THE National Constitutional Assembly (NCA) yesterday approached the Constitutional Court seeking to block Mugabe’s appointment of vice-presidents, arguing this was unconstitutional.
Mugabe appointed Emmerson Mnangagwa and Report Phelekezela Mphoko as his deputies in the party and they will most certainly be appointed as the country’s vice-presidents.
NCA, however, argues the impending appointments are unconstitutional and illegal, as Mugabe was acting contrary to the law.
Lovemore Madhuku, the NCA chairperson, in his founding affidavit obtained by Southern Eye, cited Mugabe, Mnangagwa and Mphoko as the first, second and third respondents respectively.
Madhuku said Mugabe was only supposed to appoint at most two vice-presidents immediately after he was sworn-in last year, according to the law.
“The option of the president to appoint one or two vice-presidents is only exercised soon after the president is sworn into office,” he said.
“Once the president has decided to appoint one vice=president, he cannot change his mind and have two vice-presidents during the same term of office.
“The president cannot replace vice-president (Joice) Mujuru with two vice-presidents.”
Madhuku argued the Constitution says the president must appoint his deputies without delay, meaning once he had appointed them, he could not appoint another.
“This is what paragraph 14, sub-paragraph 2 of the Sixth Schedule to the Constitution says,” he continued.
“In specific terms, it says without delay the person elected as president in any election referred to in subparagraph(1) must appoint not more than two vice-presidents, who hold office at his or her pleasure.”
“‘Without delay’ is a very clear expression.
“The nation must know, right from the start whether the president will have one or two vice-presidents.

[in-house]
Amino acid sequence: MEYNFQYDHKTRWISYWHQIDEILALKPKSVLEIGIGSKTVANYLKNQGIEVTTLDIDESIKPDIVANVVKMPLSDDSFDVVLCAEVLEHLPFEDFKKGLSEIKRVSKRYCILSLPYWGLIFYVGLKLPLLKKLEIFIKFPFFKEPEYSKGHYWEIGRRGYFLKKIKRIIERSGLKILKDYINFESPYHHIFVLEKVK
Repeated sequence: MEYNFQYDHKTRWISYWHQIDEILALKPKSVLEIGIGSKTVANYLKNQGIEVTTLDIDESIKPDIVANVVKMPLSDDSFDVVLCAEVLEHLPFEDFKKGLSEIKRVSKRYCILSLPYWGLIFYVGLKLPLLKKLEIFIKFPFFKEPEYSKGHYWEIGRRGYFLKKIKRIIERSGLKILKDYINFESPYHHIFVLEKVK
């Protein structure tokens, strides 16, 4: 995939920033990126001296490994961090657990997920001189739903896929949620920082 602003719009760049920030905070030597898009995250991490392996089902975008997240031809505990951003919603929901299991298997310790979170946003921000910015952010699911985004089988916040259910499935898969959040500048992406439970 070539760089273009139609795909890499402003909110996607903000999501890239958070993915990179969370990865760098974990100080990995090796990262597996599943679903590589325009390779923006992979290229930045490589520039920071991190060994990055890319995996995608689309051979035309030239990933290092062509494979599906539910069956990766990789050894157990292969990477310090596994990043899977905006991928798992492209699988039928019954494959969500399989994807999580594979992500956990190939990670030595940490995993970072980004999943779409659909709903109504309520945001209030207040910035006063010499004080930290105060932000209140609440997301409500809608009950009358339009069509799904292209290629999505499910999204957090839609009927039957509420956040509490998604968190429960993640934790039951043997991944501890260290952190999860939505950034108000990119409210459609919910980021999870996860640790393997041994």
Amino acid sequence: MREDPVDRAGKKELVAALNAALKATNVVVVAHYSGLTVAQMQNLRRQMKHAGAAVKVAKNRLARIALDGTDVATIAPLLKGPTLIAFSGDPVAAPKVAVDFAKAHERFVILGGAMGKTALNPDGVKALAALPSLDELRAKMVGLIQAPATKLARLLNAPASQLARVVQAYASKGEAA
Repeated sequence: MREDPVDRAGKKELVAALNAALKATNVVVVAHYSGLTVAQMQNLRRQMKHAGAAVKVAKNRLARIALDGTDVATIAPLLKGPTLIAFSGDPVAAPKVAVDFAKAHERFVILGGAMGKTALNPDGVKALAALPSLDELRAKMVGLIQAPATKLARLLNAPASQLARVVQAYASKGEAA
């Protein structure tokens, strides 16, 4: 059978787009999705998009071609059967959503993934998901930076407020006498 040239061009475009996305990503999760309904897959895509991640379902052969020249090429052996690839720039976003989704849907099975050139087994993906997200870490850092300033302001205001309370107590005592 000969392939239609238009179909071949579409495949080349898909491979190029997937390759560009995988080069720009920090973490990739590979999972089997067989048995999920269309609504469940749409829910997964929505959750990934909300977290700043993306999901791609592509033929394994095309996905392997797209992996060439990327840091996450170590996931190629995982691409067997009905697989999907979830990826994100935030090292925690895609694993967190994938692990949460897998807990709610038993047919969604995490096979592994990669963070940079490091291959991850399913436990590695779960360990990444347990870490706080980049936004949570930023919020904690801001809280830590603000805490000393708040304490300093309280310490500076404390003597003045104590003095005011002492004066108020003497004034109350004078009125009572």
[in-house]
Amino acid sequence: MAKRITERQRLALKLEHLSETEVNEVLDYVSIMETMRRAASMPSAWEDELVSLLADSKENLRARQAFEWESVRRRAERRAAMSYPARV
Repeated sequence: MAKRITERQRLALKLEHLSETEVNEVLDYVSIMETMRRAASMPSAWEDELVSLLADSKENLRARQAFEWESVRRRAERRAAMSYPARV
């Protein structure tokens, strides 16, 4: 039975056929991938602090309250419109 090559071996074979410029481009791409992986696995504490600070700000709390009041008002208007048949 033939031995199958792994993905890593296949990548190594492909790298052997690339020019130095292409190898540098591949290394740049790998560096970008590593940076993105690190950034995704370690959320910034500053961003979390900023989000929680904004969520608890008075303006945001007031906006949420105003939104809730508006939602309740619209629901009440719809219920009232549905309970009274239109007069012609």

“Once he makes his decision, he is not given power to change his mind during the course of his five-year term.
“This is perfectly sensible.”
Madhuku said Mugabe made his mind last year and could no longer appoint another.
He also said the significance of the expression “without delay” was to force the president to make a choice at the beginning of the term.
“Once he makes his choice, he is bound for the entire duration of his five-year term,” he said.
Madhuku said Mugabe should instead have tried to explain to Zimbabweans why he wanted to break the law before appointing his deputies.
“Alternatively, even if the president were to have the power to change his mind, he could not do so without explaining to the nation the reasons for having two vice-presidents when the nation has operated with one vice-president for one-and-a-half years,” he argued.
“His explanations are required for him not to infringe the right to administrative justice protected by Section 68 of the Constitution of Zimbabwe, 2013.”
Madhuku said Mugabe was only “exclusively” concerned about solving Zanu PF’s power tussles at the expense of the nation and the Constitution.
“The first respondent must be told by a declaration of this honourable court that for the duration of his five-year term ending in 2018, he can only appoint one vice-president,” he continued.
“If the first respondent would have appointed two vice-presidents by the time this matter is determined, the appointments must be declared unlawful.”
Meanwhile, Madhuku in an interview said Mugabe was taking advantage of loopholes in the Constitution to appoint Mphoko as vice-president, as he was neither a Senator nor an MP.
“The fact that the Constitution does not state that a vice-president should be an MP or Senator does not mean that Mphoko cannot be vice-president,” he explained.
“However, it was an oversight when the Constitution was crafted.
“My understanding is that for the next 10 years, a vice-president can be anyone who meets the criteria of a vice-president.
“It is my view that Mugabe is taking advantage of a loophole.”